Hump Day: Are NCUA’s CAMELS Codes on the Rise?
During the NCUA's February Board meeting on Thursday, the Board issued a proposed rule to amend chartering and field of membership rules and adopted a final rule on cyber incident notification requirements. They also received a quarterly update from the Share Insurance Fund.
These updates, in addition to giving us insight and information on the financial details of the SIF, also update us on CAMELS code trends and the amount of assets and shares at higher risk credit unions. While quarter-to-quarter changes may or may not indicate an overall trend, it's worth examining the change in the last three months.
CAMELS Code 3
Q4 of 2022 saw a substantial increase in the assets and shares held by a credit union with a CAMELS Code 3.
As you can see, the driver of these increases is large credit unions. The number of $1 billion+ credit unions with CAMELS Code 3 increased from 6 to 12 in the 4th quarter, and the assets of those credit unions rose from $7 billion to $24.8 billion. The $500 million to $1 billion category also saw increases, from 8 credit unions with $5.1 million in assets to 12 credit unions with $7.2 million.
CAMELS Code 4/5
Q4 of 2022 also saw a rise in assets and shares held by a credit union with a CAMELS Code of 4 or 5.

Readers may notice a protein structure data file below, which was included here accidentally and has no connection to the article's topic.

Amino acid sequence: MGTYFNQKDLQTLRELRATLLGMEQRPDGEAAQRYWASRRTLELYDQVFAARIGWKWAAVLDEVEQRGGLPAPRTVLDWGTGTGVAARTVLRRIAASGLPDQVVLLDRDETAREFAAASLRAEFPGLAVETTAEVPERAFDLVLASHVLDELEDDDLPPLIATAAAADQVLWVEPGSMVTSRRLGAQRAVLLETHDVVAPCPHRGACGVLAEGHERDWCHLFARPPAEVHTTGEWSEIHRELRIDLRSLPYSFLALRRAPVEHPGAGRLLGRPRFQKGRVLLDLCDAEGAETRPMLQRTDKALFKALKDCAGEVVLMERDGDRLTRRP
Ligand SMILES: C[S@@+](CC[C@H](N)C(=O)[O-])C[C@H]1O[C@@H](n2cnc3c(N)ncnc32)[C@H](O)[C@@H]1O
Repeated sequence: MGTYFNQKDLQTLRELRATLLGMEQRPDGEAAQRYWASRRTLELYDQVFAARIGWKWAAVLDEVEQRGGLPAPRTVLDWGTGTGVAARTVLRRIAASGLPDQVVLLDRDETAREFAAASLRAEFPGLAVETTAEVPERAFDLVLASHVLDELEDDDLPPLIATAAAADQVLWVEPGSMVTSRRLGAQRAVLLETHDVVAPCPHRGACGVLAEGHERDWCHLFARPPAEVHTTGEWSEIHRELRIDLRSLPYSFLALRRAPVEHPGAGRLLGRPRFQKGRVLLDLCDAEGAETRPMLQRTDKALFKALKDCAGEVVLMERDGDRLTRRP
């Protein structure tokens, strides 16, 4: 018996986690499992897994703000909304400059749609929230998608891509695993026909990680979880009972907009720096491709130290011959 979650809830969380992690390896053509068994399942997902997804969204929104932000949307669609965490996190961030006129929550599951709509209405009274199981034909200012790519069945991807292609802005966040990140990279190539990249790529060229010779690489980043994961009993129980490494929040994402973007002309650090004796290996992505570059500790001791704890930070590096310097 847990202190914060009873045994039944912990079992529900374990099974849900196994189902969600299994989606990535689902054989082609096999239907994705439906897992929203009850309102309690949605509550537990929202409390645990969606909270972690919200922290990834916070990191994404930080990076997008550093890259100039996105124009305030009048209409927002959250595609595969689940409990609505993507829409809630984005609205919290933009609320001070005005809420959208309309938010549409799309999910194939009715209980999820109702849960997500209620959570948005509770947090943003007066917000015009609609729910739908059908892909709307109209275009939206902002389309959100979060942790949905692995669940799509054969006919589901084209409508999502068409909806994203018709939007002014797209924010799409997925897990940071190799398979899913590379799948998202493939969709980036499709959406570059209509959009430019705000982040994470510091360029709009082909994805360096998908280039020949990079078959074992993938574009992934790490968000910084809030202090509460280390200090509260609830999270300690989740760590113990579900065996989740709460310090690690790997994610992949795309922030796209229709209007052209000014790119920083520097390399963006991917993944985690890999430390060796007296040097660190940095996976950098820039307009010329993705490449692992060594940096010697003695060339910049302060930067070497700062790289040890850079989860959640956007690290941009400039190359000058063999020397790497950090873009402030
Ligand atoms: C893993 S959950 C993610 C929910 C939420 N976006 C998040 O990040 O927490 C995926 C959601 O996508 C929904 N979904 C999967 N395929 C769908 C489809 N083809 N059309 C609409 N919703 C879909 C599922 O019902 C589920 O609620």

The biggest driver here was also correlated with asset size - at the end of Q3, there were no credit unions above $500 million in assets with a CAMELS Code of 4 or 5. By December 31, there were two, with combined assets of $1.8 billion. Total shares of CAMELS Code 4/5 credit unions rose from $3.6 billion to $4.9 billion in the fourth quarter, and total assets rose from $3.8 billion to $5.6 billion.
It's worth noting that the total number of credit unions with these ratings is not increasing as dramatically. There was only one net additional CAMELS Code 3 credit union in Q4 of 2022 (768 to 769) and two new CAMELS Code 4/5 (120 to 122). It's not that more credit unions are being downgraded, it's that bigger credit unions are.
What's Driving This?
In today's meeting, NCUA noted that when they reviewed the exam reports of credit unions who were downgraded to these higher risk ratings, liquidity and interest rate risk were the most frequently cited reasons. This is no surprise – these are two of the top issues credit unions have been facing for months as interest rates move higher and members dip deep into savings and checking to cover rising costs. These two risk areas are also, notably, the top two priorities on NCUA’s 2023 Supervisory Priorities.
The NCUA Board also asserted that examiners returning on-site to credit unions for examination has played a role in the increase as well. Chairman Harper noted that on-site exams are critical to better testing of controls and uncovering fraud, and as examiners come back onsite, they expect more CAMELS Codes of 3, 4, and 5.
Can both of these things be true? Liquidity and interest rate risk are market-driven risk components that can be evaluated by looking at a credit union's call report, balance sheet, and investment and loan portfolios. It's difficult to see how an on-site examiner would reach dramatically different evaluations of these categories than a remote examiner would. If the downgrades were because of compliance or transaction risk, I could see a stronger connection. Regardless, it's no secret the NCUA is keen to have their examiners back on site, and will use any data as justification or support that they can.
You can read more about the Board meeting from CUNA here.
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